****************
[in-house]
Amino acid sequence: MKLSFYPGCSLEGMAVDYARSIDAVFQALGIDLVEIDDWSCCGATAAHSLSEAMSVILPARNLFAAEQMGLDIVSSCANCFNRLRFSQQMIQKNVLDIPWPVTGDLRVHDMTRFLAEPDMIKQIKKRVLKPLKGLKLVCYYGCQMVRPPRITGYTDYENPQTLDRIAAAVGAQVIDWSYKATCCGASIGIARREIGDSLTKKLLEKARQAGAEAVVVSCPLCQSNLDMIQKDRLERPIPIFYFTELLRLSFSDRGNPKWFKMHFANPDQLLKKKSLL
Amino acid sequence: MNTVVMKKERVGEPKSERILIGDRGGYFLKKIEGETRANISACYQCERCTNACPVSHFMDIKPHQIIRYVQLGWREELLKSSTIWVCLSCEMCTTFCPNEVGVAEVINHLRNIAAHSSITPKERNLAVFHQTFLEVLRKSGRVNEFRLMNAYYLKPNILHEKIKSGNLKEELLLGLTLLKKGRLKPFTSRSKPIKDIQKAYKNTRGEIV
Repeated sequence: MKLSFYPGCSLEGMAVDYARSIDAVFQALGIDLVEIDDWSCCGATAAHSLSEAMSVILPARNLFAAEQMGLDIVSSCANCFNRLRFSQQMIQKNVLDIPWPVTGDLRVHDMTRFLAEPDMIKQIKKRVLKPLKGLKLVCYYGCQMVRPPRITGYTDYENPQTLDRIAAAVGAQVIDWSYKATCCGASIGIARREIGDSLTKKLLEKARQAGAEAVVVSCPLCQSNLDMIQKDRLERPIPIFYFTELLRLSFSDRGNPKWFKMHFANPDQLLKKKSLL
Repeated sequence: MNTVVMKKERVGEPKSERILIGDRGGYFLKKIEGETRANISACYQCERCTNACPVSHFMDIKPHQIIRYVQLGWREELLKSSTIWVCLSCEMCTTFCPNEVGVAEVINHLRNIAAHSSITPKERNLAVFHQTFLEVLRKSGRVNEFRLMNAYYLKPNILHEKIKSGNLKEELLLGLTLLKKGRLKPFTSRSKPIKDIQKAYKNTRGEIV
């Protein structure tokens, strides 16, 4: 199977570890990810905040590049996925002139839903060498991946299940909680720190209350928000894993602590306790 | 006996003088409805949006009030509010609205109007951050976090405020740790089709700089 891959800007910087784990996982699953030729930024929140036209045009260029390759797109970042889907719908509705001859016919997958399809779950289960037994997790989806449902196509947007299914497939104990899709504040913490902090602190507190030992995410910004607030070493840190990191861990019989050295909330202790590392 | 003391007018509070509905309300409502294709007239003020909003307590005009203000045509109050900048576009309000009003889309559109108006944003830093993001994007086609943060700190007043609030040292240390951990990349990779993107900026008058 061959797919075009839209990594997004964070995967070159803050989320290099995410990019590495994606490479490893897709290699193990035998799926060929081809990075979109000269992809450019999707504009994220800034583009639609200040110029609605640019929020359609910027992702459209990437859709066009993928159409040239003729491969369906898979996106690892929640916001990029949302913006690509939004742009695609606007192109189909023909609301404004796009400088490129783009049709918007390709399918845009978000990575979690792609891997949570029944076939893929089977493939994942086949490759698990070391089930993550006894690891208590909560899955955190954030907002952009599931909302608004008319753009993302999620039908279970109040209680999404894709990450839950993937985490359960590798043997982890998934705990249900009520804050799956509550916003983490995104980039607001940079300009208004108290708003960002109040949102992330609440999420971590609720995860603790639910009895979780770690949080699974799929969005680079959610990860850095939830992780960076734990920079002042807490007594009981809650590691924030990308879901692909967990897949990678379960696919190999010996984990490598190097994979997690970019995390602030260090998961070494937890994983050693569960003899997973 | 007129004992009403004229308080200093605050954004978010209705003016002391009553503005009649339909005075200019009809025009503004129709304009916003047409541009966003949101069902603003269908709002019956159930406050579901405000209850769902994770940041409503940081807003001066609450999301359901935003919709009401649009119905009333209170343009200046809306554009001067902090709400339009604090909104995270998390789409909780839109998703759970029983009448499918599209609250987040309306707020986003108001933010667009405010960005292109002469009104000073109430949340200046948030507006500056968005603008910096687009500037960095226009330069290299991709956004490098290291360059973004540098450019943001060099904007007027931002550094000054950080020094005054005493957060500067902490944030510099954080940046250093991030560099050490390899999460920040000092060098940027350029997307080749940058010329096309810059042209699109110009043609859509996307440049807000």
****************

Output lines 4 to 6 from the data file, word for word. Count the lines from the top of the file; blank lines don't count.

Repeated sequence: MKLSFYPGCSLEGMAVDYARSIDAVFQALGIDLVEIDDWSCCGATAAHSLSEAMSVILPARNLFAAEQMGLDIVSSCANCFNRLRFSQQMIQKNVLDIPWPVTGDLRVHDMTRFLAEPDMIKQIKKRVLKPLKGLKLVCYYGCQMVRPPRITGYTDYENPQTLDRIAAAVGAQVIDWSYKATCCGASIGIARREIGDSLTKKLLEKARQAGAEAVVVSCPLCQSNLDMIQKDRLERPIPIFYFTELLRLSFSDRGNPKWFKMHFANPDQLLKKKSLL
Repeated sequence: MNTVVMKKERVGEPKSERILIGDRGGYFLKKIEGETRANISACYQCERCTNACPVSHFMDIKPHQIIRYVQLGWREELLKSSTIWVCLSCEMCTTFCPNEVGVAEVINHLRNIAAHSSITPKERNLAVFHQTFLEVLRKSGRVNEFRLMNAYYLKPNILHEKIKSGNLKEELLLGLTLLKKGRLKPFTSRSKPIKDIQKAYKNTRGEIV
């Protein structure tokens, strides 16, 4: 199977570890990810905040590049996925002139839903060498991946299940909680720190209350928000894993602590306790 | 006996003088409805949006009030509010609205109007951050976090405020740790089709700089 891959800007910087784990996982699953030729930024929140036209045009260029390759797109970042889907719908509705001859016919997958399809779950289960037994997790989806449902196509947007299914497939104990899709504040913490902090602190507190030992995410910004607030070493840190990191861990019989050295909330202790590392 | 003391007018509070509905309300409502294709007239003020909003307590005009203000045509109050900048576009309000009003889309559109108006944003830093993001994007086609943060700190007043609030040292240390951990990349990779993107900026008058 061959797919075009839209990594997004964070995967070159803050989320290099995410990019590495994606490479490893897709290699193990035998799926060929081809990075979109000269992809450019999707504009994220800034583009639609200040110029609605640019929020359609910027992702459209990437859709066009993928159409040239003729491969369906898979996106690892929640916001990029949302913006690509939004742009695609606007192109189909023909609301404004796009400088490129783009049709918007390709399918845009978000990575979690792609891997949570029944076939893929089977493939994942086949490759698990070391089930993550006894690891208590909560899955955190954030907002952009599931909302608004008319753009993302999620039908279970109040209680999404894709990450839950993937985490359960590798043997982890998934705990249900009520804050799956509550916003983490995104980039607001940079300009208004108290708003960002109040949102992330609440999420971590609720995860603790639910009895979780770690949080699974799929969005680079959610990860850095939830992780960076734990920079002042807490007594009981809650590691924030990308879901692909967990897949990678379960696919190999010996984990490598190097994979997690970019995390602030260090998961070494937890994983050693569960003899997973 | 007129004992009403004229308080200093605050954004978010209705003016002391009553503005009649339909005075200019009809025009503004129709304009916003047409541009966003949101069902603003269908709002019956159930406050579901405000209850769902994770940041409503940081807003001066609450999301359901935003919709009401649009119905009333209170343009200046809306554009001067902090709400339009604090909104995270998390789409909780839109998703759970029983009448499918599209609250987040309306707020986003108001933010667009405010960005292109002469009104000073109430949340200046948030507006500056968005603008910096687009500037960095226009330069290299991709956004490098290291360059973004540098450019943001060099904007007027931002550094000054950080020094005054005493957060500067902490944030510099954080940046250093991030560099050490390899999460920040000092060098940027350029997307080749940058010329096309810059042209699109110009043609859509996307440049807000």